A Sculpture In A Hotel Lobby Taken on Polaroid Film
Hotel Lobby on Polaroid 600 B&W Film


Polaroid SX-70

The Polaroid SX-70 cameras are a favorite among many instant photography enthusiasts. In fact, These are some of my favorite Polaroid cameras to use. They are really fun to operate. And because they are SLR cameras, what you see in the viewfinder is what you get. But most of the various SX-70 models go anywhere from $50-400 depending on its condition and whether it’s been serviced/refurbished etc. Polaroid still makes SX-70 film for vintage cameras, it produces some awesome results! How awesome? Check out the work by photographer Joep Gottemaker!


Man posing for picture taken on SX-70 Polaroid film
Ranger shot on SX-70 film - Photo by John Eric Munez


Polaroid SLR680/SLR690

Last, but certainly not least, is the Polaroid SLR680/SLR690. These were top of the line Polaroids that shoot 600 speed film. I’ve seen these online anywhere from $100-$800+, again, depending on the typical used-camera variables. These are designed based on the SX-70 and are fitted with a switchable on/off flash, along with an auto-focus feature.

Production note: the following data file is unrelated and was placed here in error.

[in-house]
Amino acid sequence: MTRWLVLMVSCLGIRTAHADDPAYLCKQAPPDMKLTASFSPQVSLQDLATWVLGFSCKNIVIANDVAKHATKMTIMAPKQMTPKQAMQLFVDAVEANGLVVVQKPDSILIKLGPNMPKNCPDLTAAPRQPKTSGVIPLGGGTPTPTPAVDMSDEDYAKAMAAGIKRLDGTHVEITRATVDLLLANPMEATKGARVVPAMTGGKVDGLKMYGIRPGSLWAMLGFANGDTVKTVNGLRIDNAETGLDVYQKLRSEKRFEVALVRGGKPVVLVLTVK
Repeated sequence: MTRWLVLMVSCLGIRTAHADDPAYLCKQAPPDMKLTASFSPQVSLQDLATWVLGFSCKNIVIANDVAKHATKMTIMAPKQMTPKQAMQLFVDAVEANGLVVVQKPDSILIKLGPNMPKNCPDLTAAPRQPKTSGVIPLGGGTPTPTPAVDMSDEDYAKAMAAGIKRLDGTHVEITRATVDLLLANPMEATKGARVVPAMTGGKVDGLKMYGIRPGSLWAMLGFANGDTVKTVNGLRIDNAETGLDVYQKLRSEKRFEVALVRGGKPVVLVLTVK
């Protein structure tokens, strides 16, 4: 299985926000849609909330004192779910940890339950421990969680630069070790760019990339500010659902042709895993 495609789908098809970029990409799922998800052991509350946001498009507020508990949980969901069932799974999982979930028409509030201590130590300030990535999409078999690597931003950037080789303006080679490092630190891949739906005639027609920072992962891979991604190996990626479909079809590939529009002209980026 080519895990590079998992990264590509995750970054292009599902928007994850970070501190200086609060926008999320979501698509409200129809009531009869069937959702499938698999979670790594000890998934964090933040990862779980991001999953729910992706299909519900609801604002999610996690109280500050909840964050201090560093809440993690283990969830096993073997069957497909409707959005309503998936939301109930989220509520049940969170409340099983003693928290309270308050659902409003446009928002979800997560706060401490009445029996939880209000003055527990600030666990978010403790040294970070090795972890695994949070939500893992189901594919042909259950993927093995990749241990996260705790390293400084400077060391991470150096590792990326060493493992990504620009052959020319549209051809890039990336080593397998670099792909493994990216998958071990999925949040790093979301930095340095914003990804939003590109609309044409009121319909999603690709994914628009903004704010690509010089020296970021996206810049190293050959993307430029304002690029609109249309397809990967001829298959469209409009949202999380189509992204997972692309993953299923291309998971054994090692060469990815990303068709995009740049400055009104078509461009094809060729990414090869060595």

Finally, we should note that all of these formats include color film and monochrome film (Black & White).


New York's Flatiron Building
The Flatiron Building Shot With Polaroid SLR680 - Photo by Daniel Rodrigue


Andrew Savage of Parquet Courts On B&W Polaroid Film
A. Savage Taken With SLR680 - Photo By Daniel Rodrigue

Tips for Buying a Used Instant Film Camera

When looking for a used camera, check for signs of damage, ensure the lens is clean, and inspect the rollers to make sure they move somewhat freely. If you bring an empty film pack with you, you can check the camera's ejection mechanism by sliding a darkslide into the empty pack, putting it into the camera, and closing the film door. If everything is functioning properly, the darkslide should eject out.

Certain cameras may seem lethargic or slow-paced if they have not been used in a while. Actuate the shutter a few times to help move the gears and get the juices flowing.

Of course, you could take out all the guesswork and just buy a new camera from either Fujifilm or Polaroid.

Understanding the Basics Of Instant Film Photography

Ok, now that you have your camera and film, it's time to understand the basics of instant film photography. Here are some key concepts to keep in mind: